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As more iOS devices make their way into businesses through the bring-your-own-device phenomenon, Mac adoption in businesses is also rising, creating a more inviting target for attackers, according to Andrew Brust, CEO of Microsoft analyst firm Blue Badge Insights, based in New York City.
"Macs can’t keep that low profile anymore, and the bullies are starting to target it, with increasing frequency," Brust said.
Apple has kept security under the same cloak of secrecy as the rest of its operations, but there are signs that may be changing. Next month, Apple is slated to take part in the Black Hat security conference for the first time. Dallas De Atley, manager of the platform security team, will give a talk there on key security technologies in iOS.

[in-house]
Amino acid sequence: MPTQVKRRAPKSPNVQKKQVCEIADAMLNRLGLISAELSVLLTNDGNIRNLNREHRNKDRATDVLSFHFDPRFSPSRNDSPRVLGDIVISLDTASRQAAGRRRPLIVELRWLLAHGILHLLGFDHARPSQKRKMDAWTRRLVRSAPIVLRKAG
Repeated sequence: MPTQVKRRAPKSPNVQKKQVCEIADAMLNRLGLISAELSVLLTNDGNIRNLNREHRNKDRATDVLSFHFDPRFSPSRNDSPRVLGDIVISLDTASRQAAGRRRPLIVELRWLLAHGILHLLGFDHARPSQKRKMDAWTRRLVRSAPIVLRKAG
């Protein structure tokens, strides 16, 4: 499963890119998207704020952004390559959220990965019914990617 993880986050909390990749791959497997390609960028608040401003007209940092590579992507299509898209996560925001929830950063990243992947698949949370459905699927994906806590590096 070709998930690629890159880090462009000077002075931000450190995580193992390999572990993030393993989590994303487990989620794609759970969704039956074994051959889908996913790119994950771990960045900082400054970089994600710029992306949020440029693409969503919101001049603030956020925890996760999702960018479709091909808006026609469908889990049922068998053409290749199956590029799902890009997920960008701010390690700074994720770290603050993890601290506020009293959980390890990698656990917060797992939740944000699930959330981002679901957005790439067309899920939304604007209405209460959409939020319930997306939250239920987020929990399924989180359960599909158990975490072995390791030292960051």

On Monday at the opening of its Worldwide Developer Conference, Apple offered insight into the security improvements in OS X Mountain Lion, which is slated for release in July. The big new feature is Gatekeeper, a security mechanism that allows OS X developers to digitally sign their apps, thereby preventing users from accidentally installing malicious software.
We will probably never know for certain why Apple removed Windows security comparisons from its website, but Peter Bybee, president and CEO of San Diego, Calif.-based Security On-Demand, a managed security services provider, believes the company is well aware that it is becoming more of a target.